Since 1992, we have rented a house with my brother and our friend from medical school, Winston Trice, and our wives at Cape Hatteras, North Carolina.  This has been during the fall, and sometimes again in the spring, which are seasons when the winds are dependable but the water's not too cold.  For the first 16-18 years, the trips were for windsurfing..
Sailing around on the Pamlico Sound behind Hatteras Island was a blast.
Great sessions were followed by peeling off the wet suits and doing a cannonball in to the hot tub!
However, Winston started kiteboarding when it was just starting to take off as a sport, and he tried for a number of years to get us to try it.  We fumbled around some, and finally in 2008 my brother Mark and I each bought a kite and a board, and the fumbling got serious.
A couple of years after that, Paula and I were assigned to South America for almost five years, and by the time we got back, Mark was getting pretty good at the sport, Winston was getting great, and I had been left miles behind in the eternal outdoor sports arms race.
I kept fumbling, experiencing major frustration.  I finally got some better kites (the equipment had evolved, whether I had or not) and an easier board, and I began getting some short runs on the relatively flat water of the Sound.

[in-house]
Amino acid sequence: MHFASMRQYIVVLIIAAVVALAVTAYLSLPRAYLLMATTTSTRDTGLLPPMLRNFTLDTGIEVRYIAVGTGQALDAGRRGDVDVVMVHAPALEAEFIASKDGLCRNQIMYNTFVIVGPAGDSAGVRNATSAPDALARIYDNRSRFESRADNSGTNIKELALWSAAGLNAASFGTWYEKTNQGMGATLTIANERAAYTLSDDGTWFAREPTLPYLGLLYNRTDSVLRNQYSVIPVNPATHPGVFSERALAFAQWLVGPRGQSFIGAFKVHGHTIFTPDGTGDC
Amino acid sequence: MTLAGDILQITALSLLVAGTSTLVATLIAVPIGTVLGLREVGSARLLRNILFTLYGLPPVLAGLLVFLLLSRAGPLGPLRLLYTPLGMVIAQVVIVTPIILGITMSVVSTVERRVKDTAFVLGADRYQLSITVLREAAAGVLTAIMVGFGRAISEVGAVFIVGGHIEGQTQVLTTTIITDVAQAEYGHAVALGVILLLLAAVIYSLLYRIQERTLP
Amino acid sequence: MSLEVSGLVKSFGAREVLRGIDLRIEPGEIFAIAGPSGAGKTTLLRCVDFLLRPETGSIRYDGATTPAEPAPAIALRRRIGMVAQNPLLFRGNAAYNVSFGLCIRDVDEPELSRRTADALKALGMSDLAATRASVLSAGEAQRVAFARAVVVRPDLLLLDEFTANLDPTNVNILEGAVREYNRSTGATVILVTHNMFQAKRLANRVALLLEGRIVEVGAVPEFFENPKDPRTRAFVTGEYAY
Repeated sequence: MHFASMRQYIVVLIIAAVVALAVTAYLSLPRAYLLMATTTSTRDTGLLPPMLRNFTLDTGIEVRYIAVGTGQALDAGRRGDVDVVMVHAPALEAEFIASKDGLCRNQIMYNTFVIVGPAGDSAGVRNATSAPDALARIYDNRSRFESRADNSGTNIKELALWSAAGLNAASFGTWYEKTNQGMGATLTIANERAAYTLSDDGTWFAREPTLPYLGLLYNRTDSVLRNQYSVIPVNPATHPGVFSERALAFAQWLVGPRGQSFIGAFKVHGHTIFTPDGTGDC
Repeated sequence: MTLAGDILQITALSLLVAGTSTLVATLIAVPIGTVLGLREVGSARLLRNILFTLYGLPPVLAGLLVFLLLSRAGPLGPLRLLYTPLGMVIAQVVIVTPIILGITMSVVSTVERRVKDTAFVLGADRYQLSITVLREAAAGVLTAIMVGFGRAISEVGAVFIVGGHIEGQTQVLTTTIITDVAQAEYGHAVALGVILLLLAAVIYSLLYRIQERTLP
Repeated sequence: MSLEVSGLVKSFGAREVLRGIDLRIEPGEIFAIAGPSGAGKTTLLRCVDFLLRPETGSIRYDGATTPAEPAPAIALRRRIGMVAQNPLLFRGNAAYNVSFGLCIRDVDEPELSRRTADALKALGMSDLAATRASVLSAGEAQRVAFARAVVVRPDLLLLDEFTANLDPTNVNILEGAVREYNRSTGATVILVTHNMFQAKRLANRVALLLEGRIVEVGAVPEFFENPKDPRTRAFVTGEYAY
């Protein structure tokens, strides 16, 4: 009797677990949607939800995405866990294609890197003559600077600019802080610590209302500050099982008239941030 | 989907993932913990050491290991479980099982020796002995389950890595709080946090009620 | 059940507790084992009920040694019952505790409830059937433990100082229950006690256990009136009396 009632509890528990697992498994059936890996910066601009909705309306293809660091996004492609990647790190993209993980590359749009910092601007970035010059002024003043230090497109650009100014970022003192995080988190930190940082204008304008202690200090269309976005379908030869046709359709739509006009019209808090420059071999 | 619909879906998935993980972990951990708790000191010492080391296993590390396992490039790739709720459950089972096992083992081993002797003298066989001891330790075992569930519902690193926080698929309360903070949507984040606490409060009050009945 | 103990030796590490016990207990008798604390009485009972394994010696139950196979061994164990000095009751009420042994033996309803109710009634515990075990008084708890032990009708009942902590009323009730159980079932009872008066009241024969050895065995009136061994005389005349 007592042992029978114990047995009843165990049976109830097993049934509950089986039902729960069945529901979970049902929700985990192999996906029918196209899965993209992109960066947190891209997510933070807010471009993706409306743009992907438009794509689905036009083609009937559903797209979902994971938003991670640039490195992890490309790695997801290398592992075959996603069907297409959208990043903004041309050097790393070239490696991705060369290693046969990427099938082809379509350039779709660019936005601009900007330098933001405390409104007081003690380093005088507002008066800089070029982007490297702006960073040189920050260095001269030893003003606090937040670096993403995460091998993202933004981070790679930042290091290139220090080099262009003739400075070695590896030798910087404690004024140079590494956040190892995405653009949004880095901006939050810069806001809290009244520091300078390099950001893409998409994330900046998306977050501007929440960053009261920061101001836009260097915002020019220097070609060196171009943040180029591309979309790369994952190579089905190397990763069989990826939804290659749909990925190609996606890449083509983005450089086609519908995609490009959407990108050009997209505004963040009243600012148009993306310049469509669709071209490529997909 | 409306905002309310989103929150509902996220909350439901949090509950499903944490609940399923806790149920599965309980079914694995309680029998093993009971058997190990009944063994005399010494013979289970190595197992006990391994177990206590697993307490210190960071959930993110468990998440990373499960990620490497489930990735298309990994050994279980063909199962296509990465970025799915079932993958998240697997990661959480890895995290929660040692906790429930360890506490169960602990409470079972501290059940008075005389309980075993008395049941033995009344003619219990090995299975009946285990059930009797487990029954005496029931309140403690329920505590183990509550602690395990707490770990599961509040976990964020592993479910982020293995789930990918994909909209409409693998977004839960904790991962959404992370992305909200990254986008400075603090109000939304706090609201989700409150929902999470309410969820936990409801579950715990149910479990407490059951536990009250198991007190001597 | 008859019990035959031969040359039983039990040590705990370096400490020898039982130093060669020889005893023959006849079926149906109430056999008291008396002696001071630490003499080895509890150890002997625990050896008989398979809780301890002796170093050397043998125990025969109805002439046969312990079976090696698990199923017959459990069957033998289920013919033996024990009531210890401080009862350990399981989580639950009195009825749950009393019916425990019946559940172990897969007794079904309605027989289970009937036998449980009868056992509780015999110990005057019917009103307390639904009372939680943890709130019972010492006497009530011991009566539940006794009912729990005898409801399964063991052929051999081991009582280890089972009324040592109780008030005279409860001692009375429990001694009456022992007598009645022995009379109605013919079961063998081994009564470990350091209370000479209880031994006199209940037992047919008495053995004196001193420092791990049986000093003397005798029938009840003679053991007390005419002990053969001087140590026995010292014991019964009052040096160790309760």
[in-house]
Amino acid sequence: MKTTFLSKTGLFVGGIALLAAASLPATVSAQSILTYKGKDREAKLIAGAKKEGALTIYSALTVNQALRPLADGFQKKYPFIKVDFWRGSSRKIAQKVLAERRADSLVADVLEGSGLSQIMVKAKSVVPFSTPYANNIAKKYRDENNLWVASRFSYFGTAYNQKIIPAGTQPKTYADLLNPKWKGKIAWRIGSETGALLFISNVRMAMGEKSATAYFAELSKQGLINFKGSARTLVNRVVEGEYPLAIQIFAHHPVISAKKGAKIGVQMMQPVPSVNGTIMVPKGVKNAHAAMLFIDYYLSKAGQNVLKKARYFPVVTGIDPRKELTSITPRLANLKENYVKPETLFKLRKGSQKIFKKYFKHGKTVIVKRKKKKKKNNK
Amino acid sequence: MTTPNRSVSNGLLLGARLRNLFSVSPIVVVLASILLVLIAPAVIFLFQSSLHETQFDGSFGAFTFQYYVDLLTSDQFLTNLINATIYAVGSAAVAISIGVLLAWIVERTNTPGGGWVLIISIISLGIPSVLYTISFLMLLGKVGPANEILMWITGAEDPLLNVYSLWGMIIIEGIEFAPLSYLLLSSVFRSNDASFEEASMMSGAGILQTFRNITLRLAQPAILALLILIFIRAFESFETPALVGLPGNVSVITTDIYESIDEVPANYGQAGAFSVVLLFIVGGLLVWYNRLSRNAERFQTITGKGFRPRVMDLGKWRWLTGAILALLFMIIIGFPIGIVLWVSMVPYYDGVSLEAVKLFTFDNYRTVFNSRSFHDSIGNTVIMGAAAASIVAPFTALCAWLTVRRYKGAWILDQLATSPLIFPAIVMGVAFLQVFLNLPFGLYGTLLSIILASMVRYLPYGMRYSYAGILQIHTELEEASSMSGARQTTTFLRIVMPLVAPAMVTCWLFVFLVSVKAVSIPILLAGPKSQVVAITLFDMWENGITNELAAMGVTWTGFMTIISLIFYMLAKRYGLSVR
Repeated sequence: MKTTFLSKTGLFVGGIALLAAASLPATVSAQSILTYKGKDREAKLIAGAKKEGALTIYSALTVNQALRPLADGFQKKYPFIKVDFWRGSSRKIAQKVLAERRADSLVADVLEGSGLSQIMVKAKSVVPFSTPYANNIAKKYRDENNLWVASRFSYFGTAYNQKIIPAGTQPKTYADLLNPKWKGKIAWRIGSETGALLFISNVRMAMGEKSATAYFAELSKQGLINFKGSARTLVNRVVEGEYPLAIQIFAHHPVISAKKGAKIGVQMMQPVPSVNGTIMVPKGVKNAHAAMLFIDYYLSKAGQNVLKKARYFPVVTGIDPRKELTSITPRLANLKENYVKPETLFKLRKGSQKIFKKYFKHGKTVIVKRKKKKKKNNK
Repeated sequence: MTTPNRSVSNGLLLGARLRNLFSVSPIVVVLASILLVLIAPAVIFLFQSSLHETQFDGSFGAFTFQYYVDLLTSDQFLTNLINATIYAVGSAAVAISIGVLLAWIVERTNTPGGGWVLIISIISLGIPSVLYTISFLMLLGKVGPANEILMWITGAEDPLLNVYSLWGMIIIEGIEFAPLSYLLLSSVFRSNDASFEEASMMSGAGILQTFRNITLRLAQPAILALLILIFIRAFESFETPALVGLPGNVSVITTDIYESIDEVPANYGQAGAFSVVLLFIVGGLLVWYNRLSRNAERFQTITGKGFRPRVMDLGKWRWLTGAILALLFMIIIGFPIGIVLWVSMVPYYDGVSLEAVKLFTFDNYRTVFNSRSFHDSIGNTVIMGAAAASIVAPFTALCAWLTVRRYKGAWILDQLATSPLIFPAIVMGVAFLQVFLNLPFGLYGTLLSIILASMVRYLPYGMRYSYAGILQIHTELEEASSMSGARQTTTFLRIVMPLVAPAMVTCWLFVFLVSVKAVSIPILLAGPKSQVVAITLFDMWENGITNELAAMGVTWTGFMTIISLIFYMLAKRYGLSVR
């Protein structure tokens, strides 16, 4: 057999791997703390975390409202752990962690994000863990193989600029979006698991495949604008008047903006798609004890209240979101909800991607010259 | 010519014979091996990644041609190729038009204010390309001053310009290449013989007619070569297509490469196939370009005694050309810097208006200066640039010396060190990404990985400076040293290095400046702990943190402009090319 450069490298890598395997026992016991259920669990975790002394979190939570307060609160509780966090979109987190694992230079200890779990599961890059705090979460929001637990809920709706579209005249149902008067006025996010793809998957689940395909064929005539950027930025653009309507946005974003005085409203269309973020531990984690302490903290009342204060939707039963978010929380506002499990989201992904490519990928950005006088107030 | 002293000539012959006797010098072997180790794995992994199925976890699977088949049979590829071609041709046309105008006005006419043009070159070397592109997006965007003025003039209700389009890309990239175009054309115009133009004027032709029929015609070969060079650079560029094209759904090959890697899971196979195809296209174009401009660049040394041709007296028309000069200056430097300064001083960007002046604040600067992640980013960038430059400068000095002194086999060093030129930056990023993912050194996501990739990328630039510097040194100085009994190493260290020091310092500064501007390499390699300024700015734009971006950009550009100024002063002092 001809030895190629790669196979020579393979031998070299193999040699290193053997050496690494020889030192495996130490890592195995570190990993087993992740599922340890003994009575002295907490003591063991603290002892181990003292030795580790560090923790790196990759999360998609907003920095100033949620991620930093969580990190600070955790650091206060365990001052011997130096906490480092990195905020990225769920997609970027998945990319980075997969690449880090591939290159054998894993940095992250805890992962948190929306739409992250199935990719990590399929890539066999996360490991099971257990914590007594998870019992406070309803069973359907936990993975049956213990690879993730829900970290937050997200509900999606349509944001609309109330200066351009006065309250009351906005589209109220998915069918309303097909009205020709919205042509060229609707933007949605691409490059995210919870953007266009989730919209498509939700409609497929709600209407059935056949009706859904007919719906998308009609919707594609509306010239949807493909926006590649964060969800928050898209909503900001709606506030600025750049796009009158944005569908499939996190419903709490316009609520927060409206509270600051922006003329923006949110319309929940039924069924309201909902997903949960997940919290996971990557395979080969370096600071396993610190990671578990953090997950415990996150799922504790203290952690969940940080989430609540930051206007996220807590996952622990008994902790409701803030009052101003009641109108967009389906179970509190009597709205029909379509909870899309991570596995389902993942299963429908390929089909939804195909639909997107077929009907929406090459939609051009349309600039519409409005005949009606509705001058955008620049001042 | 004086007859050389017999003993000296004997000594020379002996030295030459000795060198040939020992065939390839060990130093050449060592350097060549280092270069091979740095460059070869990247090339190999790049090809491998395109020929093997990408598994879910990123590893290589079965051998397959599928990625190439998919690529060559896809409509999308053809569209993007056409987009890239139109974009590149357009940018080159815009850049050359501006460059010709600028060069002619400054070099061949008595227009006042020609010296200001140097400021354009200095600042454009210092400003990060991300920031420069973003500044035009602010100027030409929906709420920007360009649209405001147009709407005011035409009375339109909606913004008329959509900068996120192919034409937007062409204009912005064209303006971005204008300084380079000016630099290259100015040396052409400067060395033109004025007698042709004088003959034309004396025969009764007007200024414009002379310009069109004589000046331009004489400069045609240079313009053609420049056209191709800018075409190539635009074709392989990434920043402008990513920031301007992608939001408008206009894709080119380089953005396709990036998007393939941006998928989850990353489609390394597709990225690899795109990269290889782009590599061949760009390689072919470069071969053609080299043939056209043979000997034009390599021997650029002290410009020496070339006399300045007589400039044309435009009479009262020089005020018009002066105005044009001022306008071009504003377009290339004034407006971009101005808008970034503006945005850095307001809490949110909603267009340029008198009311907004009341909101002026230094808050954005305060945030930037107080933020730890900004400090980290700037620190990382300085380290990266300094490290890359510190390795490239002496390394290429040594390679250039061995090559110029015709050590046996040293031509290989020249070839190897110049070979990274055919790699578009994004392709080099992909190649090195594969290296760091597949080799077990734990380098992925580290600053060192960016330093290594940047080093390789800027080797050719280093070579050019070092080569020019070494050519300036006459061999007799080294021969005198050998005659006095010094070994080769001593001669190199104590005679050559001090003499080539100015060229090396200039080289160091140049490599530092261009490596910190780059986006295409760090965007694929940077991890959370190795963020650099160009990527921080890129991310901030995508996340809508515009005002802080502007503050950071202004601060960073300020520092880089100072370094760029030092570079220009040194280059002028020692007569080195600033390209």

The 2018 Spring Old Guys' Kite Camp rolled around last week, and we packed eleven people in to a beautiful house on the Sound, with two rank beginners, a couple of experts including one of our missionaries that served with us in Peru and his brother, along with the usual suspects, my brother Mark and his wife Amy, and our buddy Winston.  The several 20-something people skewed the average age downward, but it was still over 45.
And it was a stupendous week!!  There were buckets of wind all week long, and we kited for six out of seven days, resting on Sunday.
I believe that the conditions were the best ever, though it was cold enough to warrant dry suits for a couple of days.  (This is Winston 'boosting' over an old nasty shipwreck in the Sound.)
I became known as Mango Man! for the color of my dry suit.
By the first couple of days, I was finally getting around on the kite!  And after that, it was fun!
And what do you do when it's too dark to kite, or your muscles finally yell, "ENOUGH!?"  Duh!  You go shop crawling!  There's always some new shiny object to buy!
And you watch kiting videos!  And eat lots!  While you're watching kiting videos!
Everyone made great progress, including the experts, who leaped ahead and learned 'foiling' which involves using a kite and a hydrofoil board to ride up and out of the water.  (I found the image online - the guy's not wearing a dry suit!)
OK, I admit that in the grand scheme of things, kiting is of little or no importance.  However, it has been fun (at occasional moments) learning it, and hanging out with friends.  As the average age at the OGKC advances, we hope to be doing this for a good while longer.  
We hope that you also continue to learn new things, and that you remember to point your forward foot downwind when you water start.
Dave & Paula

Friday, March 9, 2018